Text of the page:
Observe Thomas Jefferson’s Legacy by Spending Some Time in Nature

The front of a $2 bill showing Thomas Jefferson's portrait.
Since Thomas Jefferson was born on April 13, today is an apt occasion to consider his legacy and follow his example.

White boards, cell phones, tablets, and computers are not the only things that assist and enable creativity. So does taking a break, particularly one outdoors!

Activity where we do something without needing to think about it very much actually shifts us into a different state of consciousness. Now there’s a term for this state of mind: “transient hypofrontality.” Long before this term was invented, however, the greatest minds of society had already figured it out.

When Thomas Jefferson wasn’t running the country or visiting France, he was usually working in his yard. When Beethoven wasn’t writing music or playing the piano, he often took walks in nature. When Emily Dickinson wasn’t baking or writing poems, she was often working in the garden or tending potted plants in the greenhouse. When Monet wasn’t painting . . . you get the idea. Read more

Flowers of the Forest by Jean Elliot

a woodland scene with bluebells carpeting the forest floor

There’s always a time appropriate for these verses, given the events in Syria, the Central African Republic, South Sudan, and the unchanging human condition. It is safe to predict the forests of humanity will always produce such flowers.

The best introduction to these timeless “flowers” comes from about 1,000 years ago: Read more

Experience Nature’s Radiant Beauty Through An April Sonnet

white anemones blooming in a woodland setting, with leaves just starting to come out on the trees and shrubsNo days such honored days as these! While yet
Fair Aphrodite reigned, men seeking wide
For some fair thing which should forever bide
On earth, her beauteous memory to set
In fitting frame that no age could forget,
Her name in lovely April’s name did hide,
And leave it there, eternally allied
To all the fairest flowers Spring did beget. Read more

In a Persian Garden by Liza Lehmann

Note: the timing of this post is meant to tie in with both Women’s History Month and the Persian New Year known as Nowruz or Norooz.

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a 17th Century Persian panel of tiles in shades of blue and yellow showing people enjoying themselves outside in a setting of blooming plants and trees
Fritware wall panel now in the Louvre, 1500s-1600s, showing entertainment in a garden
(similar to this one at the Victoria and Albert Museum)

The word “paradise” comes from an old Persian word that means “a walled garden.” The intent of that walled garden, however, was indeed to create an earthly paradise. At the beginning of the Old Testament, Genesis 2 mentions four rivers in the Garden of Eden, so these spaces were traditionally divided into quadrants, known as chahar bagh. In addition, so was the country.

oil painting showing inner courtyard and garden at the Palacio del Generalife and Patio de la Acequia near the Alhambra in Granada, Spain painted in 1848 by Wilhelm MeyerThat design sounds formal, and often these areas were courtyards with pavilions and elaborate tile work. You might wonder: what did Persians plant there? Most had rows of trees such as cypresses, sycamores, or date palms, possibly low boxwood hedges, and perhaps sycamores, beeches, lindens, palms, or other trees such as mimosa or redbud at intersecting points or just planted around for shade. But despite its formal tendencies, Read more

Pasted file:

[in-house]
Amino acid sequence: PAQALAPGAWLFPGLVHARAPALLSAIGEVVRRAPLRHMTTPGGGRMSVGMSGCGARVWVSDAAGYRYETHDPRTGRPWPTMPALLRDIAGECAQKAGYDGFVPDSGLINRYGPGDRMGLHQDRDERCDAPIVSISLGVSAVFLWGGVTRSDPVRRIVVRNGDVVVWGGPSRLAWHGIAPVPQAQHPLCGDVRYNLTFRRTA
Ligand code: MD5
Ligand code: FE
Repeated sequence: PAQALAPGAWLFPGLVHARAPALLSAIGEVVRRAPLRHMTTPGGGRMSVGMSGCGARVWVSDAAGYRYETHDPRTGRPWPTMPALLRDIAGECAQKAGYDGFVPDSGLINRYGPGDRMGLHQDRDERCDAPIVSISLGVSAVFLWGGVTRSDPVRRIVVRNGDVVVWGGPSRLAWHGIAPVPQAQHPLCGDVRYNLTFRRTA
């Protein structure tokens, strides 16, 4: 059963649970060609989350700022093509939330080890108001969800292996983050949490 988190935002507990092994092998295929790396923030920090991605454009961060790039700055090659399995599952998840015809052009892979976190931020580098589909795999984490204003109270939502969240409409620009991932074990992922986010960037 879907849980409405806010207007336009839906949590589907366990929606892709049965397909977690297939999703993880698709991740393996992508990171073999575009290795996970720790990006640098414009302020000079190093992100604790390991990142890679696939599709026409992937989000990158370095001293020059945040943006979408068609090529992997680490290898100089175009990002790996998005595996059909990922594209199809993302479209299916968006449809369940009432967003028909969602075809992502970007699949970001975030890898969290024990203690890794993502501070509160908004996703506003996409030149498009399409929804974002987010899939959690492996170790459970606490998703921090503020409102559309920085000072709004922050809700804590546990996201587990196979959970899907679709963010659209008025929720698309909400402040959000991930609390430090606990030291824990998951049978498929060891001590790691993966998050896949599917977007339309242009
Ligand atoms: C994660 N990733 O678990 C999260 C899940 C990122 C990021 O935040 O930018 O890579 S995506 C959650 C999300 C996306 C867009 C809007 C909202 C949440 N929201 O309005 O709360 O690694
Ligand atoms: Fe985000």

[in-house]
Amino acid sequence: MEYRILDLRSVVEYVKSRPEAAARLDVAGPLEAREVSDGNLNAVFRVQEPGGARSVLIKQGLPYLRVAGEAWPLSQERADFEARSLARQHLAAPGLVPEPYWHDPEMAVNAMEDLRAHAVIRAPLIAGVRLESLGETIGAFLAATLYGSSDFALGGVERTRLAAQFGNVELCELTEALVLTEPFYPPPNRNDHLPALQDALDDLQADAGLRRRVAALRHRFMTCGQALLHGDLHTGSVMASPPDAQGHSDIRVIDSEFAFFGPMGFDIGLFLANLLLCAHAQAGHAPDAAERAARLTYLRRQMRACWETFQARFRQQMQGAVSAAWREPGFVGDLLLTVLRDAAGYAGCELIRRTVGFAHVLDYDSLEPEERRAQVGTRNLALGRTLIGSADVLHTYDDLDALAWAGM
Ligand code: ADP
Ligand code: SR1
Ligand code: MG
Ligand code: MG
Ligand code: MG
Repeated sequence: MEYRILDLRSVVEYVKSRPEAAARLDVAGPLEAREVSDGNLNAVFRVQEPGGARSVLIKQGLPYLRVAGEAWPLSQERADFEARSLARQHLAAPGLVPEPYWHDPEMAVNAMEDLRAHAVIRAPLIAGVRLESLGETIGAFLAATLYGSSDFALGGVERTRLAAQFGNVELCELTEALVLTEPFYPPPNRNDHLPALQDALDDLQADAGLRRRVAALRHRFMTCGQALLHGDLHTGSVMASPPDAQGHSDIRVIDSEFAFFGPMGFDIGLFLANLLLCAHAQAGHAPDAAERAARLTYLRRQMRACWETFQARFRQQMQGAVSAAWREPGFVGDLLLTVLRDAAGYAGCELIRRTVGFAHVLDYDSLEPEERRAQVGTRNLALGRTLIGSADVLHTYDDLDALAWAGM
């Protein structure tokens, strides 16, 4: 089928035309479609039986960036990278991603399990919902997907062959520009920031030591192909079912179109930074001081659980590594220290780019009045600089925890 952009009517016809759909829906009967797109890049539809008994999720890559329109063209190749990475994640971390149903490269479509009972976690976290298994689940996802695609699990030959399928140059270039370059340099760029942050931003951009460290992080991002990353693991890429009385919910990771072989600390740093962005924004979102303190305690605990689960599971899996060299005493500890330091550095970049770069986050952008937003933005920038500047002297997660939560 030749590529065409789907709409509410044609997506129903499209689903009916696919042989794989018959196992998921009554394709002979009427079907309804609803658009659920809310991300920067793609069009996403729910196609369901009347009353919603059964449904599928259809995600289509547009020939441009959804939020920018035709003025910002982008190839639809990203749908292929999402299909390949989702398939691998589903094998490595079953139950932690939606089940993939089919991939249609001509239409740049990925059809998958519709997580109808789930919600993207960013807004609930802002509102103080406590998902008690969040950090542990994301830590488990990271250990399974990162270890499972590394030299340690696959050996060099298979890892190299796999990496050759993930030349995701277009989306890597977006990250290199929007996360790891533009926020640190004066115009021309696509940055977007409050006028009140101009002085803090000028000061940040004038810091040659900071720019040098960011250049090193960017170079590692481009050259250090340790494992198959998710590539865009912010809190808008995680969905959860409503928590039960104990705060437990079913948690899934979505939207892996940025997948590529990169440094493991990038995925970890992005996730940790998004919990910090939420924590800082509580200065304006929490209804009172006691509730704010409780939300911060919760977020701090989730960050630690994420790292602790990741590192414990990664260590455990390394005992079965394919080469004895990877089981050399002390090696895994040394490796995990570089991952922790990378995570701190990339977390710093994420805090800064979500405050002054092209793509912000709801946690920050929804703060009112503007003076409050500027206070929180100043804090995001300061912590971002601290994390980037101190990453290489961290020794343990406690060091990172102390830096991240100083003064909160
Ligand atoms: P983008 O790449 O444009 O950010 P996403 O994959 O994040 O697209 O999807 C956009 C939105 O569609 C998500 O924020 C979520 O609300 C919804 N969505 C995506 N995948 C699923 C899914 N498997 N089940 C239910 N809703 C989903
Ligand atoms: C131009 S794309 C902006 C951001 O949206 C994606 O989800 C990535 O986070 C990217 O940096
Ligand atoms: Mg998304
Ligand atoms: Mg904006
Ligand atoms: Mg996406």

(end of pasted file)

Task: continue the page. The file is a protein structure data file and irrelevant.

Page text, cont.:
Sound of the Season: Claude Debussy’s Enchanting Music for Spring

note: Often the purpose of links is to indicate further information is available on related topics. Most links are independent, but some help support this web site. If you prefer, feel free to donate instead.

painting The River Epte by Claude Monet (1885)
The River Epte (1885)
by Claude Monet

To be interested in the changing seasons is a happier state of mind than to be hopelessly in love with spring.

George Santayana

a portrait of Claude Debussy by Marcel Baschet (1884)
portrait of Claude Debussy by Marcel Baschet (1884)

As a young adult, when the French pianist-composer Claude Debussy was living in Rome as a laureate of the Rome Prize, he was expected to send works back to Paris indicating his artistic progress. One of them was supposed to be a symphony or a piece of similar scope for orchestra. In fact, he hardly completed anything because he was trying to write music “that is supple and concentrated enough to adapt itself to the lyrical movements of the soul and the whims of reverie.” It also helps to acknowledge he was a meticulous craftsman and re-writer who held himself to an exceedingly high standard and an innovator who wasn’t content to write music the way it had been before.

One of the few things he did complete and send was a piano duet called Spring, and he added that the full score for orchestra, piano, and chorus had been lost Read more

Shelley’s Ode to the West Wind Ushers in Spring

oil painting February Atmosphere: Early Spring in the Vienna Woods (1884) by Emil Schindler
February Atmosphere: Early Spring in the Vienna Woods (1884)
by Emil Schindler

from the Ode to the West Wind by Percy Shelley (1792–1822), written in three-line groups called tercets:

O wild West Wind, thou breath of Autumn’s being,
Thou, from whose unseen presence the leaves dead
Are driven, like ghosts from an enchanter fleeing,

Yellow, and black, and pale, and hectic red,
Pestilence-stricken multitudes! O thou,
Who chariotest to their dark, wintry bed Read more

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